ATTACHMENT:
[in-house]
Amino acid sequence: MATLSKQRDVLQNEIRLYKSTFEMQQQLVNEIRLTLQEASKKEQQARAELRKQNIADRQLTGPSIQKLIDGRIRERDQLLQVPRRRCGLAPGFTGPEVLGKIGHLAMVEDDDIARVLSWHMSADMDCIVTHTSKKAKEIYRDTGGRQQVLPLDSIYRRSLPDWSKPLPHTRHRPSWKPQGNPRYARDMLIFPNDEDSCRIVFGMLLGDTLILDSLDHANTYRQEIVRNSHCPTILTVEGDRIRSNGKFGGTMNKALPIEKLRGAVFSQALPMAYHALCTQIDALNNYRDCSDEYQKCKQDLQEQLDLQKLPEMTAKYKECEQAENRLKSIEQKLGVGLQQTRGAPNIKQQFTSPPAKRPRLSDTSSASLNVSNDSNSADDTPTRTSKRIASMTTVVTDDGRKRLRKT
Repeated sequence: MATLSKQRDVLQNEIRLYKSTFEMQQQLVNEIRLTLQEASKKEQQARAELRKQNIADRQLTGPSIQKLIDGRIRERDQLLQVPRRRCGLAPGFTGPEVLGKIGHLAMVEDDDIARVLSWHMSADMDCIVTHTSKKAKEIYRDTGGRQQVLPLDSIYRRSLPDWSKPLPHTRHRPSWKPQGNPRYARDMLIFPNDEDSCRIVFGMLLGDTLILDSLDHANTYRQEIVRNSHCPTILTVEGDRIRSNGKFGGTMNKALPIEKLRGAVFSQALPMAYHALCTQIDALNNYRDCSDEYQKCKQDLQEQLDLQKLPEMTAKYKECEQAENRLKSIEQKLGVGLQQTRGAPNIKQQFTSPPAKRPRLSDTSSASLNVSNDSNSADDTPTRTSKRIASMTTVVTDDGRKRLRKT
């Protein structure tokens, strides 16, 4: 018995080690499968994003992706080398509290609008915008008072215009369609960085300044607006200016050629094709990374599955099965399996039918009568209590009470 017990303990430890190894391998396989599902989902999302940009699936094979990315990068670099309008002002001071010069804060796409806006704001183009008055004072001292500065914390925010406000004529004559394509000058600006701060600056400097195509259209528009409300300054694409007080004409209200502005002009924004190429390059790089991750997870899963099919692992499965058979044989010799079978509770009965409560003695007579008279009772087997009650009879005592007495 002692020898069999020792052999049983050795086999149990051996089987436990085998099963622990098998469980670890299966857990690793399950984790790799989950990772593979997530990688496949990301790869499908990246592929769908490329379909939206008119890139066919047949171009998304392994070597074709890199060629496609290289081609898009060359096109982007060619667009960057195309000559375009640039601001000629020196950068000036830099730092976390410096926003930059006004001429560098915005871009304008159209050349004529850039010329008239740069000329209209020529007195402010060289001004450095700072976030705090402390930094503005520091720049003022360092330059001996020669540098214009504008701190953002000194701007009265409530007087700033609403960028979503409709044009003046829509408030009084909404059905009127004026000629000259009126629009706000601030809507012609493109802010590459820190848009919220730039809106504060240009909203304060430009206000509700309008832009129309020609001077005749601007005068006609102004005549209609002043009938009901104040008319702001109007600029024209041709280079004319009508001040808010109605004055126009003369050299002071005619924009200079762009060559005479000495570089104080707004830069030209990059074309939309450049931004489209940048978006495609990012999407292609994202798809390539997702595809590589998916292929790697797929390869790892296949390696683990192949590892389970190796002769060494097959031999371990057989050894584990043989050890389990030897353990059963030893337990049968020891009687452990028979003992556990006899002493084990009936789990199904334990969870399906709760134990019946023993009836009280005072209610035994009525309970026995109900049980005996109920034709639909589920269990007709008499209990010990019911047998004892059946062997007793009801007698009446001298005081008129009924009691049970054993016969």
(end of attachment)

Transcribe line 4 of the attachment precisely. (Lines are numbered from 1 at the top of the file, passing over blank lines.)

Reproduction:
């Protein structure tokens, strides 16, 4: 018995080690499968994003992706080398509290609008915008008072215009369609960085300044607006200016050629094709990374599955099965399996039918009568209590009470 017990303990430890190894391998396989599902989902999302940009699936094979990315990068670099309008002002001071010069804060796409806006704001183009008055004072001292500065914390925010406000004529004559394509000058600006701060600056400097195509259209528009409300300054694409007080004409209200502005002009924004190429390059790089991750997870899963099919692992499965058979044989010799079978509770009965409560003695007579008279009772087997009650009879005592007495 002692020898069999020792052999049983050795086999149990051996089987436990085998099963622990098998469980670890299966857990690793399950984790790799989950990772593979997530990688496949990301790869499908990246592929769908490329379909939206008119890139066919047949171009998304392994070597074709890199060629496609290289081609898009060359096109982007060619667009960057195309000559375009640039601001000629020196950068000036830099730092976390410096926003930059006004001429560098915005871009304008159209050349004529850039010329008239740069000329209209020529007195402010060289001004450095700072976030705090402390930094503005520091720049003022360092330059001996020669540098214009504008701190953002000194701007009265409530007087700033609403960028979503409709044009003046829509408030009084909404059905009127004026000629000259009126629009706000601030809507012609493109802010590459820190848009919220730039809106504060240009909203304060430009206000509700309008832009129309020609001077005749601007005068006609102004005549209609002043009938009901104040008319702001109007600029024209041709280079004319009508001040808010109605004055126009003369050299002071005619924009200079762009060559005479000495570089104080707004830069030209990059074309939309450049931004489209940048978006495609990012999407292609994202798809390539997702595809590589998916292929790697797929390869790892296949390696683990192949590892389970190796002769060494097959031999371990057989050894584990043989050890389990030897353990059963030893337990049968020891009687452990028979003992556990006899002493084990009936789990199904334990969870399906709760134990019946023993009836009280005072209610035994009525309970026995109900049980005996109920034709639909589920269990007709008499209990010990019911047998004892059946062997007793009801007698009446001298005081008129009924009691049970054993016969």